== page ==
The balanced worker (6) — Only when we are properly oriented toward God (12:13-14) can we can find contentment in our work (2:23-24; Phil. 4:10ff). “A handful of quietness” conveys a two-fold thought of modest demands and inward peace. This is not the fool’s selfish laziness nor the workaholic’s rat-race mentality nor the miser’s greedy materialism. This is the attitude that recognizes “one handful” (having one’s needs met through a modest income) is “better” than “two hands full of toil and a striving after the wind.” (See also Prov. 30:7-9; 1 Tim. 6:6-10) May God be glorified through our balanced attitude toward work. May we learn to be content and grateful for, as well as generous with, what God has given us.
Paul, an apostle—not from men nor through man, but through Jesus Christ and God the Father, who raised him from the dead—and all the brothers who are with me, to the churches of Galatia: Grace to you and peace from God our Father and the Lord Jesus Christ, who gave himself for our sins to deliver us from the present evil age, according to the will of our God and Father, to whom be the glory forever and ever. Amen.
We tend to think of the opening greetings of the epistles as routine formulas. We usually skip over them to get to the body of letter (and we certainly don’t preach on them!). While these opening greetings may seem routine to us, there is a depth to them that often goes overlooked. Paul usually foreshadows his discussion in the opening verses. Consider his greeting to the Galatians.
He’s a little edgy in introducing himself. In the very first verse, he defends his apostleship because some considered him a sub-apostle and disregarded his authority. He also subtly counters the ‘Jesus-plus’ heresy the Galatians had been swallowing. This was the idea that we need more than the gospel to be right with God (i.e. the Law of Moses). There is something conspicuously absent here as well that we see in every other opening of Paul’s letters: his customary prayer of thanksgiving. The Galatians need a kick in pants not a commendation, so he launches right into the problem.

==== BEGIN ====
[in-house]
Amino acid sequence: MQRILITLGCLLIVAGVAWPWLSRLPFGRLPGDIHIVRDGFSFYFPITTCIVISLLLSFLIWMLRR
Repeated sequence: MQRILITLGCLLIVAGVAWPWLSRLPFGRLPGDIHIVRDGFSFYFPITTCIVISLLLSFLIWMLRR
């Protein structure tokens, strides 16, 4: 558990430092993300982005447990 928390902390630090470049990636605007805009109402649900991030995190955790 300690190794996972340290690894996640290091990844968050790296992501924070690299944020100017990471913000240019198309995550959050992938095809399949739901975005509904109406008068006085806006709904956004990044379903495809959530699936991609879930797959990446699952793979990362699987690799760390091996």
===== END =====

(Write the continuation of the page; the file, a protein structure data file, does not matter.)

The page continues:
In his greeting, Paul sets these blessings before them so that they recognize what they are forfeiting by walking away from the simple gospel. We can look at Paul’s greeting positively to show us what we have in Christ and to motivate us never to wander from him but rather to seek him more deeply.
First, the bounty of the gospel (3) in the blessings God gives. Notice the source of “grace” and “peace” are God the Father and God the Son. Have you ever noticed that grace always precedes peace? This is because one is a result of the other. We can only enjoy peace after we’ve reconciled to God through Christ (by grace). These blessings are continually available to us because are in constant need of them to sustain us through weariness.
Second, the wonder of the gospel (4a) in the love God shows. At the mention of “the Lord Jesus Christ” and his being “raised… from the dead” we are reminded of his perfect love which he expressed when he “gave himself for our sins.” Who could discount such love shown at such price toward such people?
Third, the liberty of the gospel (4b) in the freedom God wins. Jesus gave himself not just as an expression of love but as an act of power to “deliver us from the present evil age.” We were all in the grip of spiritual bondage, powerless to escape. But when Jesus was “delivered,” we received emancipation to live as we ought. Did you know that the word “delivered” is the same word translated “betrayed” in 1 Corinthians 11:23? Who betrayed Jesus? Judas, for money; Pilate for fear; the Jews for envy—but the Father for love!
Finally, the plan of the gospel (4c) and the will God executes. God’s love and power exhibited in the gospel were “according to the will of our God and Father.” That is, it was always God’s plan to rescue his people in this way. When Jesus was “delivered” on the cross, it seemed to be a divine blunder. Israel’s Messiah rejected by the ones he came to save? God must have miscalculated! But Paul affirms the cross was always the plan. In other places, he and other New Testament authors carefully show how Jesus was “delivered up according to the definite plan and foreknowledge of God” (Acts 2:23). The resurrection (mentioned in v.1) is, of course, what explains the cross. By raising Jesus from the dead, God vindicated his plan, his name and his Messiah, as well as giving hope to those who believe. To him “be glory forever and ever. Amen!”